~ At coffee recently a late 30ish mother joined the table my friend and I were sharing,
“I overheard you two talking about video games and it really hit home. I feel like I’m at my wit’s end. My 18 year old son is addicted to video games. He does nothing but play video games. I can’t get him interested in anything else. I’m really worried” she said
It’s fascinating to me how so many different things in life have become “addictions” in recent years. It’s not enough to drink a glass of wine with your dinner or to play video games once a week or so….instead people in the Western World seem to lean toward extremes.
While some people have told me video games are actually a social activity (because online players can connect with each other over the game) I can’t help but think that playing video games with people is hardly the same as being outside on a bicycle or face to face with a friend at coffee.
Why does so much technology in Western Culture seem to disconnect humans rather than bring us together in face to face community?
We are social creatures. We thrive when we are able to experience face to face connectivity with each other, and there are plenty of studies that point out the psychological dangers that can occur when someone is too far removed from community and social interaction.
My recently released book deals with the issue of technology and community. A few years ago I was having a series of conversations with a friend about the way community seemed to be disappearing and how technology was replacing it was something far worse.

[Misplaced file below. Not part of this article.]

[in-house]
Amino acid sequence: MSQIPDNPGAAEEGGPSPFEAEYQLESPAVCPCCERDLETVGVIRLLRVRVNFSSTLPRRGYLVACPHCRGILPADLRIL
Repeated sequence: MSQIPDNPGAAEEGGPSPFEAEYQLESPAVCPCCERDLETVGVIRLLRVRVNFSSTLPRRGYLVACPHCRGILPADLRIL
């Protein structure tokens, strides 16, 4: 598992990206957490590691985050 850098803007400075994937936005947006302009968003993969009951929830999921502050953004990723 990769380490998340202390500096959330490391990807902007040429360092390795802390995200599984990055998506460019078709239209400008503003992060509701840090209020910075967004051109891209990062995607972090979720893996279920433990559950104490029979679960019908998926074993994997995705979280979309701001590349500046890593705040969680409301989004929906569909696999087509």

Social networks like Facebook tell us they exist to connect humans together in a positive manner, but I have serious misgivings about that premise. After all, when you see all the gossip on Facebook, and when you see study after study come out that talks about the realization that Facebook is really about creating an image (generally a false image) about oneself, a picture forms that is rather frightening.
Social networks are not evil, yet when people make the main bulk of their community based in the Internet and video game world, psychological problems can occur.
In my novel, I sought to communicate some of the problems that might take place as technology continues to progress without little thought being given to the progress that is being made.
As Neil Postman said, “Scientists don’t ask ‘should we do this?’, they generally only ask ‘can we do this?’”
When Facebook CEO Mark Zuckerberg perpetrated numerous acts of evil against his former partners and the co-creators of Facebook, how many users to the site asked the question, “Because Mark Zuckerberg is an immoral guy, should we really be using his website?”
There are plenty of other social networks and there are plenty of other ways we can connect in real face to face community, and until we start asking ourselves “what is the best way to live”, I fear we will continue on this trajectory toward technological addiction, and it may not end well.
If you have a young adult who is glued to their phone or video games, I highly recommend picking up a copy of my novel for them, perhaps it will help them view technology with a different perspective.
Just a few thoughts as I sipped my coffee this morning,
Categories: Culture & Society